|"I met a therapy-sceptic the other day. They wanted to know what benefits therapy has given me, whether it has changed me, how it has translated into my everyday life" |
|"It has taken me three years to get angry in therapy and when it happened my ability to communicate went away. It was like a revolving door: the feeling arrived and the words left the building" |
|"Sometimes I can’t believe I’ve spent three years in the company of my therapist yet I know nothing about him. He is a man who sits opposite me in a chair, week in week out, and I have no idea who he is outside of this context" |
|"Once, during a particularly trying period in my 20s, I was accosted at an extended family gathering by an elderly, distant relative. She wanted to know if I liked my job, if I was happy in what I was doing, where I thought my career was heading and other such inquiries"|
Breaks are a funny thing in therapy. When my therapist takes time off for a holiday, initially it feels fine, a relief even. I wave him merrily on his way, barely giving him a thought until the date of our reunion session begins to loom large in my diary
In the client's chair – Unhappy returns
Breaks are a funny thing in therapy. When my therapist takes time off for a holiday, initially it feels fine, a relief even. I wave him merrily on his way, barely giving him a thought until the date of our reunion session begins to loom large in my diary.
Inexplicably, I find myself dragging my feet at the suddenly burdensome prospect of seeing him again. I begin to question therapy altogether, the fact I don’t miss it. I decide I am ‘ill’ and request that we reschedule. When I finally drag myself to therapy I think I probably have the mental age of a six year old. A very sullen six year old. What on earth is going on? What is the big deal about pressing the pause button? Why does it pack such a psychological punch?
There’s something a bit odd about feeling like a monosyllabic six year old when you are in fact a 35-year-old woman. I pull myself together and confess to my therapist about the rescheduling swindle. I tell him I wasn’t really ill, that I just didn’t want to come back and I don’t know why – that I don’t know why it is so easy for me to leave and yet so difficult to return.
He gently prods me in the direction of my formative relationships, and care-takers who were forever coming and going and changing. He suggests that leaving, and being left, is something I am very competent in. That it is part of my ‘formidable’ ability to take care of myself, in lieu of being cared for.
Hmm, I reply. I look around the room, as I tend to do. I notice a few changes. An iPad on his desk, is that new? Yes. The flowers in his vase. They look fake; are they? He shakes his head – real chrysanthemums from the flower stall down the road.
He comments on my scrutiny of the room, the flowers. He refers to my ‘hyper-vigilance’, the way I am sensitive to any incremental change in the environment. ‘Some clients come in here and are oblivious,’ he says. ‘Even I may as well be part of the furniture sometimes. But not you. If I so much as moved a pen, you’d notice.’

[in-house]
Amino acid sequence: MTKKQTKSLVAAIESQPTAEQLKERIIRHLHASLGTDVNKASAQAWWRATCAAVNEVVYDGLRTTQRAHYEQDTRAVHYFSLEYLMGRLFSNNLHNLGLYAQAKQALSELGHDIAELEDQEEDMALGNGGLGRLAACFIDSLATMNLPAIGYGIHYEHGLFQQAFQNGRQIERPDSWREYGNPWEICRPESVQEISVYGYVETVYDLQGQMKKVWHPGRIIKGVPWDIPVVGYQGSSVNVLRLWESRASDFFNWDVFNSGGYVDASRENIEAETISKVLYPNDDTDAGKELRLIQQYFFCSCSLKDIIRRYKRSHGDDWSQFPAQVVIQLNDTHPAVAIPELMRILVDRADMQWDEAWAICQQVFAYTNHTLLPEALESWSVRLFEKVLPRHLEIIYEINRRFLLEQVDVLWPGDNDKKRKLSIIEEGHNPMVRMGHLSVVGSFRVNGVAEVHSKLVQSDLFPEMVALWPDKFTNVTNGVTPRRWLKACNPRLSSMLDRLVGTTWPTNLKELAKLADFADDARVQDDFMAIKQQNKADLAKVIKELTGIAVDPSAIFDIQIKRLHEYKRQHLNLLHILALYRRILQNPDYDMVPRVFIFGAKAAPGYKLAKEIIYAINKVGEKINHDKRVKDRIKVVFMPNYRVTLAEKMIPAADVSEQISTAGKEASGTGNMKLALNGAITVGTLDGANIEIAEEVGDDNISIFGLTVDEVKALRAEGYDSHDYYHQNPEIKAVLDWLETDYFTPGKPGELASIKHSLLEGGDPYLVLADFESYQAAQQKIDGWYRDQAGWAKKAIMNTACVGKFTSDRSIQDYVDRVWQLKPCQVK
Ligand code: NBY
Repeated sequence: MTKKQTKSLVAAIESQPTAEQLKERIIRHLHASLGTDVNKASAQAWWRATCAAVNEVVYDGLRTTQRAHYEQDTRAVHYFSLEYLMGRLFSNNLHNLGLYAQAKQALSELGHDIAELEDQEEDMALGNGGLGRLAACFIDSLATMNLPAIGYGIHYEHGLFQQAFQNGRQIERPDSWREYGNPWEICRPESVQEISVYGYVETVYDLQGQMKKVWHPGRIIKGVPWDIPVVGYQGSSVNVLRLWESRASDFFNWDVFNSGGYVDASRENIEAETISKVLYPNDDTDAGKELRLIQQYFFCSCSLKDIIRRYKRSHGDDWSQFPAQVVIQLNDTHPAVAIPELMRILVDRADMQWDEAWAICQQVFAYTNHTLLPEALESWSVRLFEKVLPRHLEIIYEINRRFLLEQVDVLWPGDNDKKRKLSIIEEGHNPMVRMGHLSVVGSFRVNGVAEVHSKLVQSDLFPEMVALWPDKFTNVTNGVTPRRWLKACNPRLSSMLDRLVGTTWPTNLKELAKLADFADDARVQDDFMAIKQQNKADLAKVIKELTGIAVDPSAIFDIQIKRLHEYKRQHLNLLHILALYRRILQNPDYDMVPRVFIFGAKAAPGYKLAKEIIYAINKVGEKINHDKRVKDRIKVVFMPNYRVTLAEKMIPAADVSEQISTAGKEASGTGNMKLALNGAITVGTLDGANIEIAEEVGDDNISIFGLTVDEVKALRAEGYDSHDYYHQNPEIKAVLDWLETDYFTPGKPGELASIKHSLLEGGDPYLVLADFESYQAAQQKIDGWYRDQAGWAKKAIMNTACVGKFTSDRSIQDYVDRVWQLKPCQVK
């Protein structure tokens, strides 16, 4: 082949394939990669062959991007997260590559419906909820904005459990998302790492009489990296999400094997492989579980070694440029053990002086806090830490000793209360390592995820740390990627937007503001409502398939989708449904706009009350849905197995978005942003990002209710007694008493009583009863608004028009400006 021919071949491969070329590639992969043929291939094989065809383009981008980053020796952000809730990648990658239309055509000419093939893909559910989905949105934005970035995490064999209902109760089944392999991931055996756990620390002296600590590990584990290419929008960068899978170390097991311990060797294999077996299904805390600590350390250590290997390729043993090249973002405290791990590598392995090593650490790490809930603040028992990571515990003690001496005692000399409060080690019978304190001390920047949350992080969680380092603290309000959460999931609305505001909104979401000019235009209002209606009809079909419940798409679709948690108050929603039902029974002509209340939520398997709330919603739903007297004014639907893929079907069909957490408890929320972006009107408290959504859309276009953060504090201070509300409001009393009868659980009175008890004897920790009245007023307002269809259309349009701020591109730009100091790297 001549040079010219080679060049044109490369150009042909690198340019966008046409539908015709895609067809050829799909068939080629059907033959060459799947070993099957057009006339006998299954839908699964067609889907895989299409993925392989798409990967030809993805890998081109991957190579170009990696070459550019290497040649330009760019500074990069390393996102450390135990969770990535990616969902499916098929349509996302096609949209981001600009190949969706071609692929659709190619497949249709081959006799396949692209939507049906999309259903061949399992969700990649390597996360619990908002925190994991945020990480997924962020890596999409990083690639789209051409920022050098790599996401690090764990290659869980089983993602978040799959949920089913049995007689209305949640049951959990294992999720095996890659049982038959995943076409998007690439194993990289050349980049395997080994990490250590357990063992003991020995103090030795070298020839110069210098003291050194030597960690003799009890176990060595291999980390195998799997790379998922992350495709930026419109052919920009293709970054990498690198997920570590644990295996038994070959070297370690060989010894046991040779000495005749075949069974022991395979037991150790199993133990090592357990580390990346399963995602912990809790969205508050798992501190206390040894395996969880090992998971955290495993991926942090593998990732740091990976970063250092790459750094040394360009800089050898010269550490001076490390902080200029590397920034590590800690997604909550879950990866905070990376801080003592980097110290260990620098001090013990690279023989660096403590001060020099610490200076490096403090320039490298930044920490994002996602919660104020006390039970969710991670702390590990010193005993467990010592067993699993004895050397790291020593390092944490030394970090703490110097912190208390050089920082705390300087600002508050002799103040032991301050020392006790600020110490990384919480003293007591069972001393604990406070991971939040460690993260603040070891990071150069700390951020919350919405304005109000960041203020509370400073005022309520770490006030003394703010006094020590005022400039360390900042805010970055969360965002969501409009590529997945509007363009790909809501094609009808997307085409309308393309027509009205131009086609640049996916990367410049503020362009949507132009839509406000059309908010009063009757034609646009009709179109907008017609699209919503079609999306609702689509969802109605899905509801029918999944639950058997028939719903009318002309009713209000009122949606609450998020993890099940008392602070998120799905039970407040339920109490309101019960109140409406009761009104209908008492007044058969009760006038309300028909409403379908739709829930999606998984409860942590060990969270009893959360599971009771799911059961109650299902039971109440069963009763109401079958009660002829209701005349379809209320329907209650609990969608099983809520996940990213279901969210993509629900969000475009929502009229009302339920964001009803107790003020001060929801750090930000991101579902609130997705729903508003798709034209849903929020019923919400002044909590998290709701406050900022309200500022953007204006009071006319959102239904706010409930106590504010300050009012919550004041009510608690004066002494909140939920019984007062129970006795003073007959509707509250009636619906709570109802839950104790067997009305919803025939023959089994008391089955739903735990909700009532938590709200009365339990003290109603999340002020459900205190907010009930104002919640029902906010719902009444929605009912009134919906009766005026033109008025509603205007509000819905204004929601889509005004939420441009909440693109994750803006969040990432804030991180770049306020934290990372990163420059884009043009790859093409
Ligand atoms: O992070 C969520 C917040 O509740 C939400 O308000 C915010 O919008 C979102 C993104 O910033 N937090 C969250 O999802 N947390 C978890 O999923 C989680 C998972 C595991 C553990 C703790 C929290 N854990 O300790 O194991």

Sometimes he’s tempted to play, he tells me: to move something in the room and see if I notice. I smile. I’d like him to do this, I think. But I don’t say it. (The six year old prefers, I realise, to be mind-read rather than admit to needs or wants.)
I think about the break again. Perhaps it wasn’t that I didn’t give him a passing thought so much as I didn’t allow myself to. Allowing myself to be dependent on someone who isn’t there feels like a very young feeling indeed. About six years old, to be precise.
I think about his ‘play,’ suggestion, about the last time I ‘played’. It was on a recent visit up north to see my uncle and aunt, playing with my cousins’ kids. I remember careering round the garden with them while the grown-ups looked on, bemused at how I had opted to play ‘tig’ for hours with four small children rather than sit round the table drinking wine. ‘Are you in high school?’ one of the kids asked me after we had collapsed in a heap on the lawn. ‘They think you are an overgrown six year old,’ my mother observed wryly. At the time this was the best feeling. It felt like an accolade to be a verified six year old again, for some reason; one temporarily freed from the ‘hyper-vigilance’ to leaving and being left, perhaps.
Back in the session, I am trying to grow up. If leaving triggers my inner (sullen) six year old, then returning demands adult resources. My therapist isn’t an abandoning parent, even if I have somehow temporarily confused the two; he is my therapist who went on holiday and who is now back, sitting in the chair opposite me.
I ask him about his holiday. He tells me he had a good time and it was relaxing. I feel distinctly unrelaxed and realise I am perched on the edge of my chair as if I’m about to leap off it. I tell him anecdotes for the remainder of the session: anything to keep things unemotional and at arm’s length. He laughs along and I realise my inner six year old is exercising that ‘formidable’ self-care again. It would be nice to be mind-read but it’s not going to happen.
It takes me the entire session to finally relax and admit (to myself at least) that I have very mixed feelings about this returning-to-therapy business. Yet, I have returned, despite myself, to negotiate with my inner six year old, to negotiate with my self-care. Because this is the challenge of returning, I realise: daring to take the risk that someone will be there, waiting to care for me.
Details have been changed to protect identities.